Potential growers of heritage varieties need to know which to choose and how to use them, but Vicki promises that rewards await those gardeners willing to give them a try. She points out the virtues of ‘Bijou’ giant sugar pea – a variety with huge, edible pods – and those of Magnum Bonham, a “classic Victorian pea” which climbs very high and crops over a couple of weeks instead of all at once. These are just some examples of the many benefits that growing heritage crops can bring.
“At that time, you would have had local varieties being grown and developed as the seed adapted to the soil types and conditions,” she explains. “Now it’s a global marketplace. A lot of the time, what gardeners get to grow are the repackaged versions of agricultural seeds which are suited to agriculture but not to a back garden. With Magnum Bonham you’re getting a vertical crop as opposed to modern peas which are often down there trailing in the mud with the slugs.”
Seed saving was predominant at the time too, and gardeners at the royal kitchen garden would have been no exception.
“Again it’s something that’s a bit of a forgotten art in our gardens,” said Vicki, “but the first seed companies were only established in about 1820. Before then, there would have been a few seed merchants but if you wanted seed, you saved it yourself.”
As we walk, she gestures to a row of coriander which has been left to go to seed – a scented cloud of green and white.
Optimum use of space was also key.
“Gardeners at the time were really good at using space. We have artichokes here but they are quite small so we’ve been intercropping them with rows of herbs. Not an inch of space would have been wasted.”
Space-hungry crops such as broad beans and cabbages would have been grown in the fields surrounding the Palace. The kitchen garden would have been centre stage, for the most highly prized ingredients. “Things fit for the royal table,” as Vicki puts in.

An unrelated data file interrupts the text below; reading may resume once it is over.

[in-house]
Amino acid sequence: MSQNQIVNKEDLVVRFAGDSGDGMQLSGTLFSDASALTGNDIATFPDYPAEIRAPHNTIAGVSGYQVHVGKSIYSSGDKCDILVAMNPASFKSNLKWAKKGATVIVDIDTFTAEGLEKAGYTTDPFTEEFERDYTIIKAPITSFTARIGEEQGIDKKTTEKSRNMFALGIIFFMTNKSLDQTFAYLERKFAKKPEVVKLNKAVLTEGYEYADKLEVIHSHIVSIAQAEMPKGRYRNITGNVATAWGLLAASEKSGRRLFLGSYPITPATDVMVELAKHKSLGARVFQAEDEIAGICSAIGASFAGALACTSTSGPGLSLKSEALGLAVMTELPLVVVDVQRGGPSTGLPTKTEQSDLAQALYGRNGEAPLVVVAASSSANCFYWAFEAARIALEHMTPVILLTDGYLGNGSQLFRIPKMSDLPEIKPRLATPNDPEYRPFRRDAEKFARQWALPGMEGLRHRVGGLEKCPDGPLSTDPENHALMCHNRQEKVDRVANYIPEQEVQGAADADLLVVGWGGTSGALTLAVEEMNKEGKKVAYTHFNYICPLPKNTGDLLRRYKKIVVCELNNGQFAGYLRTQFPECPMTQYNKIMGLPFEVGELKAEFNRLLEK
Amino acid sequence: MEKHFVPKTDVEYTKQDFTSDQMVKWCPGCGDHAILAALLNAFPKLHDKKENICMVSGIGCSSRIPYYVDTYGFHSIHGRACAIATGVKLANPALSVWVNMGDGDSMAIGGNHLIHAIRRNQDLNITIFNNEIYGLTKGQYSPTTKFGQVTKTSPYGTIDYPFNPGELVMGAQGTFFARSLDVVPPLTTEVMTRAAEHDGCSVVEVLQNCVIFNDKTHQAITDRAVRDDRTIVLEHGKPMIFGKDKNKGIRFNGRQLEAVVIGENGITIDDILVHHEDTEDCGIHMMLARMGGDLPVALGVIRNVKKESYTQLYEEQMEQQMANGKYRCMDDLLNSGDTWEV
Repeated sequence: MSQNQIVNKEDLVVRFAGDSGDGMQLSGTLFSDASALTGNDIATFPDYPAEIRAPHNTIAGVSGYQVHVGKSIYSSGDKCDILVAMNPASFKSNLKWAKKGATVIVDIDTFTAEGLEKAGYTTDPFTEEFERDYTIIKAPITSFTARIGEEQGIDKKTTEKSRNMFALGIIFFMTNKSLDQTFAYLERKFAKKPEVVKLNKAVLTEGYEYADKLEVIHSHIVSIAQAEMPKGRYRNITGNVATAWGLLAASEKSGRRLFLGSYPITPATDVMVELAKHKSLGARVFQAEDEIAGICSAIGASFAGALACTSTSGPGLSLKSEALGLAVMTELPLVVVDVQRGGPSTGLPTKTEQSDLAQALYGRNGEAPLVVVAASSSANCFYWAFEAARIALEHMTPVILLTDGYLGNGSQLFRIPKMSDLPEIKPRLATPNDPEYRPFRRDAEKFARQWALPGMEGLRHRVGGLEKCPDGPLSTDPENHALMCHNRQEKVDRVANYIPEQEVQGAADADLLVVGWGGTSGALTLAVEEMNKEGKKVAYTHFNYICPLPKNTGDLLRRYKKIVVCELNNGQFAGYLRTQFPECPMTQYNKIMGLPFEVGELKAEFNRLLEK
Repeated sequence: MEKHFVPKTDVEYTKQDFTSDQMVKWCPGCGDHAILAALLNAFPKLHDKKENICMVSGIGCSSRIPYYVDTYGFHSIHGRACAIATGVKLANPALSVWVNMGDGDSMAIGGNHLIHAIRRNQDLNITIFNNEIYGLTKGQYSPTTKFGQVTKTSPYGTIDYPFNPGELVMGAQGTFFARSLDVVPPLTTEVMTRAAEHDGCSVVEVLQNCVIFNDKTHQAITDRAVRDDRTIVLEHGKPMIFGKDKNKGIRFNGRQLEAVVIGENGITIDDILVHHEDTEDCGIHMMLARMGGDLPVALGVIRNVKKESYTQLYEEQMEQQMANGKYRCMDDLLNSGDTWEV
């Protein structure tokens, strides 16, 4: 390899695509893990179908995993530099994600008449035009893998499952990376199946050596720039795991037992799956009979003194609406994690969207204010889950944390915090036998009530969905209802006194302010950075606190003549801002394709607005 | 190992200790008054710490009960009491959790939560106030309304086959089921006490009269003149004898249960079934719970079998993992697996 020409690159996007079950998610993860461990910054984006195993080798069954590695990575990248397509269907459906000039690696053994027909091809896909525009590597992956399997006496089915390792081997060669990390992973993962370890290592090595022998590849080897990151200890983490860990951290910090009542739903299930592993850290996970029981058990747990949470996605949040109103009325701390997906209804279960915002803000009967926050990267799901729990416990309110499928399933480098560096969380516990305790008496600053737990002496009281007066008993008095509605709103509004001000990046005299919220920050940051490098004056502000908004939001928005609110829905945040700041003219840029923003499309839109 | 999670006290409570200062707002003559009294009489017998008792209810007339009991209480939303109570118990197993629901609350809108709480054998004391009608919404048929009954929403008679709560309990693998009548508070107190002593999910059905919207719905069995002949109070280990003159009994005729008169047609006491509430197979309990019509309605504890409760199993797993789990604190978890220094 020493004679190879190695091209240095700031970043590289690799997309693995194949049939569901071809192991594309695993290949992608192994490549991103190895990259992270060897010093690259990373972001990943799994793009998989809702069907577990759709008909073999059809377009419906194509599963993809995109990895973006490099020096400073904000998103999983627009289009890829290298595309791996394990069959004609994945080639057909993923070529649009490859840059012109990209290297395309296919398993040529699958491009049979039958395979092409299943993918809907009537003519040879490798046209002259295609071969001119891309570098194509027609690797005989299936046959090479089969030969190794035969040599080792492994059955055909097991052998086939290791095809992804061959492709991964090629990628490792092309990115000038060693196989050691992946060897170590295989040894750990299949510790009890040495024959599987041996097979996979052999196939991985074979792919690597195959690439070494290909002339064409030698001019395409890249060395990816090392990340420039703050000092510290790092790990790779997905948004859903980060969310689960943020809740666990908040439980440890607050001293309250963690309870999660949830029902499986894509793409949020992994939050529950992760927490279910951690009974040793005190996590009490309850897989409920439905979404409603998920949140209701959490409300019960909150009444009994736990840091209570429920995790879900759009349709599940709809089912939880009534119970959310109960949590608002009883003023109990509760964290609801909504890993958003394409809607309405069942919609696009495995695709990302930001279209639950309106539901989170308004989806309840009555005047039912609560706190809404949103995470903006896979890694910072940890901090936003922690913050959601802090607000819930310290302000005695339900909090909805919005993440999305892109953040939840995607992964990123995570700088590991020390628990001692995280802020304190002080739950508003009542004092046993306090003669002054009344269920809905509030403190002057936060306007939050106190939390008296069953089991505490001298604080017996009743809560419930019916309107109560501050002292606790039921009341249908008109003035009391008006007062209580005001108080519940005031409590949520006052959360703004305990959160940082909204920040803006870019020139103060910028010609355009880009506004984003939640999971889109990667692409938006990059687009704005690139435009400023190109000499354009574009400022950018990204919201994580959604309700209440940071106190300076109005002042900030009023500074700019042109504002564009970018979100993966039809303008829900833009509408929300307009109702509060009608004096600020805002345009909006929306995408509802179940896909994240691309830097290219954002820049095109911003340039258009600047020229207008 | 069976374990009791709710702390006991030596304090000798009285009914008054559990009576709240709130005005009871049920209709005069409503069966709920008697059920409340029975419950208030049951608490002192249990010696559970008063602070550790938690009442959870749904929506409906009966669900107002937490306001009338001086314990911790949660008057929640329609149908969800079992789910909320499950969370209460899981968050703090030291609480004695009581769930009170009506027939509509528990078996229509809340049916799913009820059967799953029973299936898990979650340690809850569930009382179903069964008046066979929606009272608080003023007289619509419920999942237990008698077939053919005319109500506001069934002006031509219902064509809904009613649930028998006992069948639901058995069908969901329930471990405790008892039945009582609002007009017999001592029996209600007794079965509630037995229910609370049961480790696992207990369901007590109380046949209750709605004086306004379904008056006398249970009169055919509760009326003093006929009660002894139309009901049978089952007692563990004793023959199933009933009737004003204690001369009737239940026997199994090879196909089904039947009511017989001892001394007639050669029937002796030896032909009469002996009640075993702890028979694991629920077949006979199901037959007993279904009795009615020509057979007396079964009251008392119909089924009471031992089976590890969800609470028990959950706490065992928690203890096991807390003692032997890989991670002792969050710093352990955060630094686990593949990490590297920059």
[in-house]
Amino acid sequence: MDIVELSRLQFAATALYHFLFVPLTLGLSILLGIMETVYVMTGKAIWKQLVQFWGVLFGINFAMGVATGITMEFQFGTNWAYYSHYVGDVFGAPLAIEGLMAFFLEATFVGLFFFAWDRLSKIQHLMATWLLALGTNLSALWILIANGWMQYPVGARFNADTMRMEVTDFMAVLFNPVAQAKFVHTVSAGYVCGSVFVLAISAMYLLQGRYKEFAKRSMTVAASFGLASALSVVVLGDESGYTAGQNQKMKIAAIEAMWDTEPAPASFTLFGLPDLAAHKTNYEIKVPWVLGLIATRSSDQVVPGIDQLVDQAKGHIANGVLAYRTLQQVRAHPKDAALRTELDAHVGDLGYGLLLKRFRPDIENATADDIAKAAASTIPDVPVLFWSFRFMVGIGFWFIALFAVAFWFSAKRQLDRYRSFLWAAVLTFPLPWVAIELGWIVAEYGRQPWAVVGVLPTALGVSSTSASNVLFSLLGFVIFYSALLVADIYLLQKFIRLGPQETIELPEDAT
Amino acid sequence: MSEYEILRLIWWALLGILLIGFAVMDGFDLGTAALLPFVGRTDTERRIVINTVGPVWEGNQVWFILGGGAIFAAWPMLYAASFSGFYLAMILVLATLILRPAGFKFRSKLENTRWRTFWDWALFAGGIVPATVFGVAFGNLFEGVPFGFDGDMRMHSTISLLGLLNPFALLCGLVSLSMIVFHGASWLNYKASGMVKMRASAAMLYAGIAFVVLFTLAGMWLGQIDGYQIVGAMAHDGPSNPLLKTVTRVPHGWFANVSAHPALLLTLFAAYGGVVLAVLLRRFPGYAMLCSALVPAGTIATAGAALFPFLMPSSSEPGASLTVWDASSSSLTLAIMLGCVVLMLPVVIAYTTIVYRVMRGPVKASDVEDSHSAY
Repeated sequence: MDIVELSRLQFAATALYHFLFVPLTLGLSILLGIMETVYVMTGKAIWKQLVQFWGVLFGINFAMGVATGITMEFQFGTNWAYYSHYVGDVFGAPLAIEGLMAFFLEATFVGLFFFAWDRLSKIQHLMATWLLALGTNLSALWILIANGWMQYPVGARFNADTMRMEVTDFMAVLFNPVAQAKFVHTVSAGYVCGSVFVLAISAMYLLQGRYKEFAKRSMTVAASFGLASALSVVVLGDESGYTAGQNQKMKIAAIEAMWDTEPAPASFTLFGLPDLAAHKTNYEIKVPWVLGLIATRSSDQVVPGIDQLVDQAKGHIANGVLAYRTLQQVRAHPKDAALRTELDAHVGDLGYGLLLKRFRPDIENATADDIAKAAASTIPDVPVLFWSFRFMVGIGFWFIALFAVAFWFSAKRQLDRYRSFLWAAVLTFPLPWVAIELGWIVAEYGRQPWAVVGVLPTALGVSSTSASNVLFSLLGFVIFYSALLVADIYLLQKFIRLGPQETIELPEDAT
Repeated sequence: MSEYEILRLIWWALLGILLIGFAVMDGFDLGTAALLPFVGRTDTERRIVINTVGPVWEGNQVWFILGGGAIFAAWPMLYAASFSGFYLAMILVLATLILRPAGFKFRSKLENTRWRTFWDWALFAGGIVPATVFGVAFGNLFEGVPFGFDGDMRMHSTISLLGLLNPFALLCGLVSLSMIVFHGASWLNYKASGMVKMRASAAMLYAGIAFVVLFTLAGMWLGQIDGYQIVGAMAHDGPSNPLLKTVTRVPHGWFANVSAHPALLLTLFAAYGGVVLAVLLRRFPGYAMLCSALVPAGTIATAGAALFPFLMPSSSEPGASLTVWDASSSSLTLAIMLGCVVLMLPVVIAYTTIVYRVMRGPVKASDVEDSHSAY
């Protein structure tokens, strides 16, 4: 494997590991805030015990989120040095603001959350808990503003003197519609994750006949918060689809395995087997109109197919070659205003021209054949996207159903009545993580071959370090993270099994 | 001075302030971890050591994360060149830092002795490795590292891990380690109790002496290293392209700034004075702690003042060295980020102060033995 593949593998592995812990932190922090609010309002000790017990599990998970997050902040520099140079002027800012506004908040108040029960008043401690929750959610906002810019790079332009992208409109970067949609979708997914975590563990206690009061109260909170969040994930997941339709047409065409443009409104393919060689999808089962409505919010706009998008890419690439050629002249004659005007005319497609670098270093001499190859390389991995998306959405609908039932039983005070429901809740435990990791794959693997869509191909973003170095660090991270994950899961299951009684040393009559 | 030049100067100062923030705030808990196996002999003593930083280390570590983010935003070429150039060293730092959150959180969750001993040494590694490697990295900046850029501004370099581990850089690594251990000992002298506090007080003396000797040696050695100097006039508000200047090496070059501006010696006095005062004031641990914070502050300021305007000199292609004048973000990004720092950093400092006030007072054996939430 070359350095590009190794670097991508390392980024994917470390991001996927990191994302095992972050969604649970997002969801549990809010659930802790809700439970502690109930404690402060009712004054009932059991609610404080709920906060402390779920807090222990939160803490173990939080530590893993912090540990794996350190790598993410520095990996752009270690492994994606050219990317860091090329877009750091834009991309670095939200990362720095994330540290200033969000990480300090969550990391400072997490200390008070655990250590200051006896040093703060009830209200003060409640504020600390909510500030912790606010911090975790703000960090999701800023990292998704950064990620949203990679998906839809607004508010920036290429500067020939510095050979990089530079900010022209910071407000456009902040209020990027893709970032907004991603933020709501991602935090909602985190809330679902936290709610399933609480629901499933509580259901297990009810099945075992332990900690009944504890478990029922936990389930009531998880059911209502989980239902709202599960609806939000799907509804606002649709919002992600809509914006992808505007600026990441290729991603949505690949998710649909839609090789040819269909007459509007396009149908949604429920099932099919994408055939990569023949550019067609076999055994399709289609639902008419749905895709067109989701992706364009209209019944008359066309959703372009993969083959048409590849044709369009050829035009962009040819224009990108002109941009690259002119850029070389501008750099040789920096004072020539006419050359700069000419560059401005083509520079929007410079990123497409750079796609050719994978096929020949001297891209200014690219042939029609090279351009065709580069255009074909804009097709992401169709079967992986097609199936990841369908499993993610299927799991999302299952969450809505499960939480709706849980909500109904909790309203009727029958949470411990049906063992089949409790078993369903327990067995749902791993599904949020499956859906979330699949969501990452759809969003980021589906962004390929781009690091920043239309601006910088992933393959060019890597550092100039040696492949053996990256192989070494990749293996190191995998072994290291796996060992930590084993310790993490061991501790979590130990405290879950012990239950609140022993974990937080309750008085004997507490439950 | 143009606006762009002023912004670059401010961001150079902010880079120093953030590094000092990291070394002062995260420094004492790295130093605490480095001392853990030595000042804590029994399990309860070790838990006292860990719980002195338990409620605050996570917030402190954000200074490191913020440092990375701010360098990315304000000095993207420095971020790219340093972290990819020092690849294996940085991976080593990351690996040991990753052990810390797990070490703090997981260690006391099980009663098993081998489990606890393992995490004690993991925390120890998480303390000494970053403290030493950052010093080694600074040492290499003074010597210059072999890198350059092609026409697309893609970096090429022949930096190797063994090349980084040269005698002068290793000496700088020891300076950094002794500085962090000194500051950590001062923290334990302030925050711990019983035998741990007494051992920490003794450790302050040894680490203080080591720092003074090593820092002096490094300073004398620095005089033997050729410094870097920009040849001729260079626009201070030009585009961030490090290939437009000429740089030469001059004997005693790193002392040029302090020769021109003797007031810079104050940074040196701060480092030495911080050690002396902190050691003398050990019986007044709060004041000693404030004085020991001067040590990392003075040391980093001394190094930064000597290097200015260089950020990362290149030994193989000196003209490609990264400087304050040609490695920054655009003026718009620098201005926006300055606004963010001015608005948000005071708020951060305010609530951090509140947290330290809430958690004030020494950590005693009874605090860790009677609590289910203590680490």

The melonry, nestled at the back of the garden and using the breakdown of straw and manure beneath the growing section to provide warmth for the fruits, was created to satisfy royal demand for ingredients which were out of season. “A sign of prestige,” Vicki notes.
“The peasants ate seasonally, but if you could afford it, you would eat other things. Seasonal eating has sort of gone the other way now,” she laughs.
Beetroot abounds, and chard too, referred to at the time as ‘Italian beets’. Vicki holds up a strikingly beautiful beet called Chioggia with its concentric rings of pink and white, and then pulls a long, cylindrical variety from the soil, followed by an orange beet: “My colleague’s been making beetroot crisps and she said these are the best!”
In terms of the workforce once used to manage the garden, there would have been about 20 gardeners across the six acres so this would have been a high cost, very professionally-run operation. As well as those gardeners, there would have been women weeders too -drafted in on a casual basis and paid less than the men – and apprentice boys who would have gone around catching butterflies or squashing caterpillars.
The kitchen garden makes for a fascinating visit, not least because the history of the place comes alive, a new aspect fitting into place with every plant I see.
The garden is open to the public free of charge and the Palace hopes to be able to run heritage vegetable-growing classes here in the months to come, reconnecting the great kitchens of Hampton Court with the locally sourced produce which once stocked them.
Vicki’s enthusiasm is infectious and I find myself transported back in time as I run my fingers through rows of herb and feel the soil beneath my feet.
This is history revealing itself, vegetable by vegetable: season by season.